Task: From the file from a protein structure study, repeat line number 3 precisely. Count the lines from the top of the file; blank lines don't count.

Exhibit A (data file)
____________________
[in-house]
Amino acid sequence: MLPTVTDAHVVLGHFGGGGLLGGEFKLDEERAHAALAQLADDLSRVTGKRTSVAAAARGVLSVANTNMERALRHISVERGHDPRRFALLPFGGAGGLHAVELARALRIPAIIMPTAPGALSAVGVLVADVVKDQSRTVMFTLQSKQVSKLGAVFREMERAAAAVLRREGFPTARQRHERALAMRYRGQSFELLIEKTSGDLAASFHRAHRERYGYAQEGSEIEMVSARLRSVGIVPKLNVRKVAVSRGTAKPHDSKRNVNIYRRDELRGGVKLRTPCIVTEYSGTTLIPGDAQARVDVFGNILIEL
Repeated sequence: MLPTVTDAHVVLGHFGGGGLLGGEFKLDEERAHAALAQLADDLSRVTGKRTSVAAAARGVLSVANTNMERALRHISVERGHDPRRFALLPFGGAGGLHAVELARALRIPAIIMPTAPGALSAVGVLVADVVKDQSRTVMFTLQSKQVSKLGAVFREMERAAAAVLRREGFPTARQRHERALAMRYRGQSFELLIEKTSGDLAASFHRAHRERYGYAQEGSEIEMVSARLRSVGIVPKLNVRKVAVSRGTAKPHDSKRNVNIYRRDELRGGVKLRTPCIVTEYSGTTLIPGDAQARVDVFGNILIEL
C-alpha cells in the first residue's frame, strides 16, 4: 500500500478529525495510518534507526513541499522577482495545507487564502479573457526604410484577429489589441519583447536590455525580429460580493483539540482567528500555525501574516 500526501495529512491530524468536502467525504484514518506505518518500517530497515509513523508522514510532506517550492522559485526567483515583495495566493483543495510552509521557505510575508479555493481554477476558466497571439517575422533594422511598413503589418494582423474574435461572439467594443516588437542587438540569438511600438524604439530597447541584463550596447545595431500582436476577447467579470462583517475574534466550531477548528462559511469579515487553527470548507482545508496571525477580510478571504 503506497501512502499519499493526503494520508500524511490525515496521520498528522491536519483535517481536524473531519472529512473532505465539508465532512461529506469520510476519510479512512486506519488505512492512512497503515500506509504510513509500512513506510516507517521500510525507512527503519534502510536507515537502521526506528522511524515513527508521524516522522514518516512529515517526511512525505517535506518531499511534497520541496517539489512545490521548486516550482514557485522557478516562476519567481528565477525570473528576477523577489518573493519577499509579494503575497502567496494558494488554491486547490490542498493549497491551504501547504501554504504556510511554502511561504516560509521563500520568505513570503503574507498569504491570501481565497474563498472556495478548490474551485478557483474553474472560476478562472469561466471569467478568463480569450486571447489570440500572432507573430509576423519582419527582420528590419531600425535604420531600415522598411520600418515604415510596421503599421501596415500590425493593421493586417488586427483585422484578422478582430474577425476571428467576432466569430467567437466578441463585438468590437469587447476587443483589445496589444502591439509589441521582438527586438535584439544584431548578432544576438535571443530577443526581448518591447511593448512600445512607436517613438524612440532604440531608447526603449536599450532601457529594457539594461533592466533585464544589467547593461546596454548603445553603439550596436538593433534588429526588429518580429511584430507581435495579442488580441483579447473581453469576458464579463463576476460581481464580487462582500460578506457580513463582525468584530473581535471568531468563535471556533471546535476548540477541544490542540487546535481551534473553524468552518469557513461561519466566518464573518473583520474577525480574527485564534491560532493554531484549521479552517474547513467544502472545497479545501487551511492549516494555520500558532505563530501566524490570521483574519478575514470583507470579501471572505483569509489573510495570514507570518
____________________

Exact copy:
Repeated sequence: MLPTVTDAHVVLGHFGGGGLLGGEFKLDEERAHAALAQLADDLSRVTGKRTSVAAAARGVLSVANTNMERALRHISVERGHDPRRFALLPFGGAGGLHAVELARALRIPAIIMPTAPGALSAVGVLVADVVKDQSRTVMFTLQSKQVSKLGAVFREMERAAAAVLRREGFPTARQRHERALAMRYRGQSFELLIEKTSGDLAASFHRAHRERYGYAQEGSEIEMVSARLRSVGIVPKLNVRKVAVSRGTAKPHDSKRNVNIYRRDELRGGVKLRTPCIVTEYSGTTLIPGDAQARVDVFGNILIEL